Before we take our seats, Caroline wants to get a Taylor Swift shirt. The merchandise booth is less a merchandise mecca and more the water scene from Mad Max: Fury Road. There are at least 45 child/parent duos with surprisingly good fundamentals working in tandem to box out competitors for shirts ranging in price from $30 to $45 (a $50 blanket too). After a few minutes of taking 6-year-old elbows to the thigh, I decide we should take our seats and try later, and also that, if we’re handing out diamonds, elementary-school cafeteria ladies deserve a few as well.
We eventually will get the shirt, though it’s not much easier once the show ends.
Swift is supposed to go on at 8:30 p.m. sharp, and at 8:41, I start to plan my escape route in case these petite maniacs turn violent. I’m thinking I grab the littlest one to my right standing on top of her chair and start swinging her like a tennis racket as I lead Caroline toward the nearest exit, but thankfully, just then, the lights cut out.
It’s hard to describe the sound of 20,000 teen girls losing their shit in unison. It hits you in the stomach and works its way down your legs and out through your feet into the floor. It’s beautiful and terrifying, like a tornado made of glitter.
Swift pops out from below the stage, wearing sunglasses and looking flawless as always. She opens with “Welcome to New York,” and I look down toward the floor to see the tip of the miniature Empire State vibrating like a seismograph.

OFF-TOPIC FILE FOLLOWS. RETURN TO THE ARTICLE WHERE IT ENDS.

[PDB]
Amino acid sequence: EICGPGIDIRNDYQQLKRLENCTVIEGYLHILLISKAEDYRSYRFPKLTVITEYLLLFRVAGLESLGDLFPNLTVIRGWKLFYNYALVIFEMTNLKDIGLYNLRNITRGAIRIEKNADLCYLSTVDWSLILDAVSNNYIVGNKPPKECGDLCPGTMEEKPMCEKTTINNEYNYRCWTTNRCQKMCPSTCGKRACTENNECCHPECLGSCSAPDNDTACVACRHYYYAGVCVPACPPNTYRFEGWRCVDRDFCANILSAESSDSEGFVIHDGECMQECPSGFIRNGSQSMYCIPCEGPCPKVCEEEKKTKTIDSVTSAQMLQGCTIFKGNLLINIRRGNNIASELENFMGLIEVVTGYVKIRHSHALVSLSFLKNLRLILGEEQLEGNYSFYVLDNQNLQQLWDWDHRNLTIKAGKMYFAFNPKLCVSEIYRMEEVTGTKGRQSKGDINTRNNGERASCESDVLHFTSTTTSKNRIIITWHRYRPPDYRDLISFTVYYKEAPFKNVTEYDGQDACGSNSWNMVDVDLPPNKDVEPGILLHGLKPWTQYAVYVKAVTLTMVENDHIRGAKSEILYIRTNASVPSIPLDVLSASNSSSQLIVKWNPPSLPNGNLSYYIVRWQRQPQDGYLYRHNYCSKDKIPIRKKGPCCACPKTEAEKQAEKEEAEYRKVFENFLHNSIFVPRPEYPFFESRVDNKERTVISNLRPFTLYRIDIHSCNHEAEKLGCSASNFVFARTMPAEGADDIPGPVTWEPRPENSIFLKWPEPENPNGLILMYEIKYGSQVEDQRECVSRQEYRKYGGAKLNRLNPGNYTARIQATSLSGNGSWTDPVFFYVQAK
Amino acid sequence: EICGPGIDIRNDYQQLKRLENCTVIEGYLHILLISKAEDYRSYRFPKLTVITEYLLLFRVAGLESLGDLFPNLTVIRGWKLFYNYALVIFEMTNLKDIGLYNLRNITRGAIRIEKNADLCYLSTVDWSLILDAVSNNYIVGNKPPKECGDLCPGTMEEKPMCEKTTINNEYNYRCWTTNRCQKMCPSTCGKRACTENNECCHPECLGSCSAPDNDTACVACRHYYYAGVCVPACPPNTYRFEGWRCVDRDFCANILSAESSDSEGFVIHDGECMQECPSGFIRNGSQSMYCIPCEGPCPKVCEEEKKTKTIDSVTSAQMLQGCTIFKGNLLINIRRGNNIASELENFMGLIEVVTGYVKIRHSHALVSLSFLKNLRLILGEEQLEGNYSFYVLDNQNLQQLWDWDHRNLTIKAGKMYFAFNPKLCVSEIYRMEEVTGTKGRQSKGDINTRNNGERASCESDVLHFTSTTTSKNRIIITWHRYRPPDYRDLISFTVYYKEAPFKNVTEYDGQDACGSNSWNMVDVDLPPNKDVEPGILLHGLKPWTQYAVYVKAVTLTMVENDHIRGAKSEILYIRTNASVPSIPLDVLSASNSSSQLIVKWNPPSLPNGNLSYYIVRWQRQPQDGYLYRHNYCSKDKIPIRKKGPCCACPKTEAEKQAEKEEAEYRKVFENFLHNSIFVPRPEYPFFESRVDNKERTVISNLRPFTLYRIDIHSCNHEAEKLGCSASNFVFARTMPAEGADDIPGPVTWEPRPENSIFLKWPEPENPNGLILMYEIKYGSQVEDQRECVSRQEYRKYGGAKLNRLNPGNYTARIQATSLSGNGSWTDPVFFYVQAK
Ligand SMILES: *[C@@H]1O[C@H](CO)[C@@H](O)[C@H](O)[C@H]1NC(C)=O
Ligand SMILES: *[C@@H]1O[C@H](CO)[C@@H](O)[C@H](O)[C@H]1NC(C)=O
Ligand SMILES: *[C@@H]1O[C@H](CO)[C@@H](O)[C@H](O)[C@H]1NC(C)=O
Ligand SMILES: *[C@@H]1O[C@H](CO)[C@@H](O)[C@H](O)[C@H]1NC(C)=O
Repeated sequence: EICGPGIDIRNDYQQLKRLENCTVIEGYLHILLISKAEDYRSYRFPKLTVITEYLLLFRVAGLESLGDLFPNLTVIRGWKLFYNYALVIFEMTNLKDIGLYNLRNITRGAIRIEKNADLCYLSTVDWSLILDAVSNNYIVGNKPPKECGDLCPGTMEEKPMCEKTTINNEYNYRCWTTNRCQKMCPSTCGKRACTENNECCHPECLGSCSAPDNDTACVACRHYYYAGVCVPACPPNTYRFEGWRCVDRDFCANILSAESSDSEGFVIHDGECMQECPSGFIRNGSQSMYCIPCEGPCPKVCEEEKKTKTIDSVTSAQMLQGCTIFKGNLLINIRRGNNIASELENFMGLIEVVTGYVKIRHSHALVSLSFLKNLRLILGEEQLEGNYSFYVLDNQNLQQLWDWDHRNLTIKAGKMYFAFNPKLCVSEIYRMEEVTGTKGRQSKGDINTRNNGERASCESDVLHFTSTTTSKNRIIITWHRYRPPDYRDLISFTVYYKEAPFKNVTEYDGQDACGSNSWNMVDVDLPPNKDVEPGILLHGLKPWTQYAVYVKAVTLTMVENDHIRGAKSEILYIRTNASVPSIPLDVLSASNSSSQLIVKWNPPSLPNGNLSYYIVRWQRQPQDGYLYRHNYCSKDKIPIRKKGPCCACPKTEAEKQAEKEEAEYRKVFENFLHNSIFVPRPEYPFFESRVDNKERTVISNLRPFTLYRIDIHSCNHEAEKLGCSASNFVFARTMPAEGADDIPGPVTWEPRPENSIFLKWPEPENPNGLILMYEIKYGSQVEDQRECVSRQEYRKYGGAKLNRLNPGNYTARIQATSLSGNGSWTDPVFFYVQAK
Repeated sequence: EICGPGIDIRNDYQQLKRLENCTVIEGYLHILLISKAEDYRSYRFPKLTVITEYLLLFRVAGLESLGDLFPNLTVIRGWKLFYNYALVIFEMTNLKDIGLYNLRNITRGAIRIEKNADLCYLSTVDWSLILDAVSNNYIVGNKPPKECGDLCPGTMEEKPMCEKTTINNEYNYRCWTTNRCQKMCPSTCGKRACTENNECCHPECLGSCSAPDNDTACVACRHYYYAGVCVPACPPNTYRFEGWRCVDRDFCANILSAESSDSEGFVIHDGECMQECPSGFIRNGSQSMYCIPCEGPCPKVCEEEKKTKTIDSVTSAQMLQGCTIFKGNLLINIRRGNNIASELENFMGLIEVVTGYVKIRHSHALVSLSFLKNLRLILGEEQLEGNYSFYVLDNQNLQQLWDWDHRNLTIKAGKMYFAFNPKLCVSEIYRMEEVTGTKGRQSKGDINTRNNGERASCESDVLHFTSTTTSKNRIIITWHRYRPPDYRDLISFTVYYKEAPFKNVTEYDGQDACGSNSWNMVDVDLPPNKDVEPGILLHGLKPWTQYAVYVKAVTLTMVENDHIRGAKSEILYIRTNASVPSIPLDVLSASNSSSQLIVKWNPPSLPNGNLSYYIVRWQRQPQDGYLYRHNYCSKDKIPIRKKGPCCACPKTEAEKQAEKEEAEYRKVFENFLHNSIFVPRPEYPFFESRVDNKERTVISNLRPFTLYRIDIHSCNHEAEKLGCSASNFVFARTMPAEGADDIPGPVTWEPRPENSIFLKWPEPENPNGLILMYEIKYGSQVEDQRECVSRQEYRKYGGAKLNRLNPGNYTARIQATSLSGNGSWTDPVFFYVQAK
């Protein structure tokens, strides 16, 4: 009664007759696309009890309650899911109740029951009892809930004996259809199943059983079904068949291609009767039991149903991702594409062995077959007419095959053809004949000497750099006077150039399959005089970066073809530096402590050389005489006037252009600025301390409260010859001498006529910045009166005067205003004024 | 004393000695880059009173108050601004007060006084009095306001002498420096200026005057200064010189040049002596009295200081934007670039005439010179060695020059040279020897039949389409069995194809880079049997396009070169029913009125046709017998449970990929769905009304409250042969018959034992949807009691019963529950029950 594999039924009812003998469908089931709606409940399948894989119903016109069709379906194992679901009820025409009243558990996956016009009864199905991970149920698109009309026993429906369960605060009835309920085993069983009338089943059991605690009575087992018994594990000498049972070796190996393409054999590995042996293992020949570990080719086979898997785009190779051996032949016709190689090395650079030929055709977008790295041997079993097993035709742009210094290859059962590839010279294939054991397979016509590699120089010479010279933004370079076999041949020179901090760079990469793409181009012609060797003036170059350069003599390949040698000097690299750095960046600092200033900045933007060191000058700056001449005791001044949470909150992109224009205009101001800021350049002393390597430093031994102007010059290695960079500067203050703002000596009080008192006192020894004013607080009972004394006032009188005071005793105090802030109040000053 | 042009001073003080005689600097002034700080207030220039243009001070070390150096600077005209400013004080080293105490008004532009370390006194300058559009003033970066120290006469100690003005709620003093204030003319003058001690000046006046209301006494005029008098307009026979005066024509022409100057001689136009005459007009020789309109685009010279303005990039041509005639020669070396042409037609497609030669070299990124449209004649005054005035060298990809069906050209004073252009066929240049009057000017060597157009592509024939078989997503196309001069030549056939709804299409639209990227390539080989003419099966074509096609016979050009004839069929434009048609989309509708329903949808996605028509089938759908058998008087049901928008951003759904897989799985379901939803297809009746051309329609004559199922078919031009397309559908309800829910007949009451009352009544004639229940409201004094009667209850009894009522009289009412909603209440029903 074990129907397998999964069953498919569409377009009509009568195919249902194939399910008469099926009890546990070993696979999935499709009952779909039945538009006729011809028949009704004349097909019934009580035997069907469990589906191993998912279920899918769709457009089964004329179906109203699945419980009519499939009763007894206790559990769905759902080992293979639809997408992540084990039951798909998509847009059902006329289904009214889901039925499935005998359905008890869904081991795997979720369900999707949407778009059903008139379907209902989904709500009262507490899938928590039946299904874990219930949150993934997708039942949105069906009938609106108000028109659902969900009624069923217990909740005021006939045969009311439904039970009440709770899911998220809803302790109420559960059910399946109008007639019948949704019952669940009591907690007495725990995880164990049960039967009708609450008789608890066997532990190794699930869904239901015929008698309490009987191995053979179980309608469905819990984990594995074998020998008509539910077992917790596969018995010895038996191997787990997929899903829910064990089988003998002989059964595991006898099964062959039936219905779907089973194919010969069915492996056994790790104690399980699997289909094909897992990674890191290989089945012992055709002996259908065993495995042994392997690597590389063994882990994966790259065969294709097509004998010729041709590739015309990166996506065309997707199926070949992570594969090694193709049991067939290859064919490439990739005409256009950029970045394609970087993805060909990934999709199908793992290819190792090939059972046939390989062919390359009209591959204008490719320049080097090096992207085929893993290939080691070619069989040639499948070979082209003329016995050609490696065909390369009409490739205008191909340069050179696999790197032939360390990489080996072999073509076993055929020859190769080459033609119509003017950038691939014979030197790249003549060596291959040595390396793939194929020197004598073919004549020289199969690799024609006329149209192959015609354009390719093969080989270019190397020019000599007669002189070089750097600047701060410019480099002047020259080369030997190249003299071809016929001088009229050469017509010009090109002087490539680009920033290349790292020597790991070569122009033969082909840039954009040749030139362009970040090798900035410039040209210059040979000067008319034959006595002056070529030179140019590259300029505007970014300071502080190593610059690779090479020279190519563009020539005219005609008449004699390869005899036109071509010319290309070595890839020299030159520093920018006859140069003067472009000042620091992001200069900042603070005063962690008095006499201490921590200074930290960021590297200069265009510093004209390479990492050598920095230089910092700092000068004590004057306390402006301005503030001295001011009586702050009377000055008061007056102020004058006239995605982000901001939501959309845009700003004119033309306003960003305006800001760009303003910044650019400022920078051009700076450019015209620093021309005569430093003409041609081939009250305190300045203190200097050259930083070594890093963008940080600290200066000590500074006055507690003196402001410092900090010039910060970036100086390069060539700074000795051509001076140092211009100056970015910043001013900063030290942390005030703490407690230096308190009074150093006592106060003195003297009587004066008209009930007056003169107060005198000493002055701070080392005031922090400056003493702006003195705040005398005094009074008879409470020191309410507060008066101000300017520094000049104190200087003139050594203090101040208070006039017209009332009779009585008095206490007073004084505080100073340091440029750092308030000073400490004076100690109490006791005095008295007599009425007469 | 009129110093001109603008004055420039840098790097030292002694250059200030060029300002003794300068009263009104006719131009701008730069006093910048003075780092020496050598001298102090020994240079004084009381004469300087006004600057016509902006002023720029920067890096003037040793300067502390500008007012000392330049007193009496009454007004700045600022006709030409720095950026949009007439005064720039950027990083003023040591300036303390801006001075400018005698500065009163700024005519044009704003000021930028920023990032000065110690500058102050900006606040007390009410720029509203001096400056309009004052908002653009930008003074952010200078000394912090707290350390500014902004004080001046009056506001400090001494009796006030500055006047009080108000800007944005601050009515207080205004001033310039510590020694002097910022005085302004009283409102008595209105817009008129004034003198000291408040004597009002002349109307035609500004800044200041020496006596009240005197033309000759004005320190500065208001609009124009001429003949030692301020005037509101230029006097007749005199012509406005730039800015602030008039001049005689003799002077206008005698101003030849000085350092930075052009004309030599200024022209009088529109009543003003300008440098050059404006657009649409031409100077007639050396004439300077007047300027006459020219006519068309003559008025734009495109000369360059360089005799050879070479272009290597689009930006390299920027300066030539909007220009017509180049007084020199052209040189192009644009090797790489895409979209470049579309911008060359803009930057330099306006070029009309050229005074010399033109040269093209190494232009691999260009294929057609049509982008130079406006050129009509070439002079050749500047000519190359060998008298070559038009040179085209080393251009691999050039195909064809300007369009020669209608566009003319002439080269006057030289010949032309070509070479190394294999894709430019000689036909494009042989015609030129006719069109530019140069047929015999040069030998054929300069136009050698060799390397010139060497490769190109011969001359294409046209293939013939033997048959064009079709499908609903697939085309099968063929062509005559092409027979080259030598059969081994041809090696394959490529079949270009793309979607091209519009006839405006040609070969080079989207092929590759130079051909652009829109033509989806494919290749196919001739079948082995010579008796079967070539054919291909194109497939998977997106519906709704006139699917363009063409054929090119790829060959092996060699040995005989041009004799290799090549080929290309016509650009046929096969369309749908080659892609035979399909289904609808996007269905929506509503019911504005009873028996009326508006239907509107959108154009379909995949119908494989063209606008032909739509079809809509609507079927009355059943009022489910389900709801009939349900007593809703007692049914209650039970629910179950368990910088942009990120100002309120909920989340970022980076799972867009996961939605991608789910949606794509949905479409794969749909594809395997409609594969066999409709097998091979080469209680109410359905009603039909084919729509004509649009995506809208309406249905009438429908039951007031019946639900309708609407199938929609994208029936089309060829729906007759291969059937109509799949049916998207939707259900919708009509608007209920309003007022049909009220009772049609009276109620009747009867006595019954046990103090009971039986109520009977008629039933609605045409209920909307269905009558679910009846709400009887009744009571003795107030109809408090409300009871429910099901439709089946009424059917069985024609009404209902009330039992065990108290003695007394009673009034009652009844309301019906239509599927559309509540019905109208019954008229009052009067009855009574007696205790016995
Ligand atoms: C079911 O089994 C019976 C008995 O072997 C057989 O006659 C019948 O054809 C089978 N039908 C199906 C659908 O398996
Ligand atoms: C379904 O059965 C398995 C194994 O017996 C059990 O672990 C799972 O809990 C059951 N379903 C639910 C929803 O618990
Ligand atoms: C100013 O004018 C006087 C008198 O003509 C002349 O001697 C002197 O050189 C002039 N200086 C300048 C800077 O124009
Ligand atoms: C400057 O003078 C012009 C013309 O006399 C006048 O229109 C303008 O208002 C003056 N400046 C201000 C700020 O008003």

Each seat in the room had a rubber wristband taped to it. The bands
Swift runs through a combination of hits — “Blank Space,” "I Knew You Were Trouble.” Twenty minutes into the show, it feels as if no one’s taken a breath. Caroline has morphed into a small whirling dervish, and I’m 97 percent sure I won’t have a job tomorrow when I show up on my boss’ doorstep with nothing but a charred pile of hair and tennis shoes saying, “I… I don’t know what happened.”
As things reach a fever pitch, Swift finally breaks pace to address the crowd. My theory is these wristbands are meant to monitor our heart rates so a doctor can signal Swift when she needs to stop singing or else risk 20,000 pocket-sized heart attacks.
It’s become routine for Swift to bring out celebrity guests at most of her concerts, and she gets the crowd ready for the first of what will apparently be multiple surprises in the night. Caroline and I were speculating
We were kind of right. The first celeb to step out is Dwyane Wade. The crowd goes wild, though at this point, there’s really no one for whom they wouldn’t go wild. Swift could bring out Charles Manson and the screams would be loud enough to shatter glass.
Wade says some nice things about Taylor before giving her a Heat jersey and handing her back the microphone. The night’s next two other celebs will be Pitbull and Ricky Martin. Mr. 305 sings “Give Me Everything” while chasing Swift down the catwalk like an alligator. Swift subs in for Ne-Yo’s verse marvelously and then duets with Ricky Martin on “Livin' La Vida Loca.”
Caroline’s not familiar with that one, but she dances along regardless.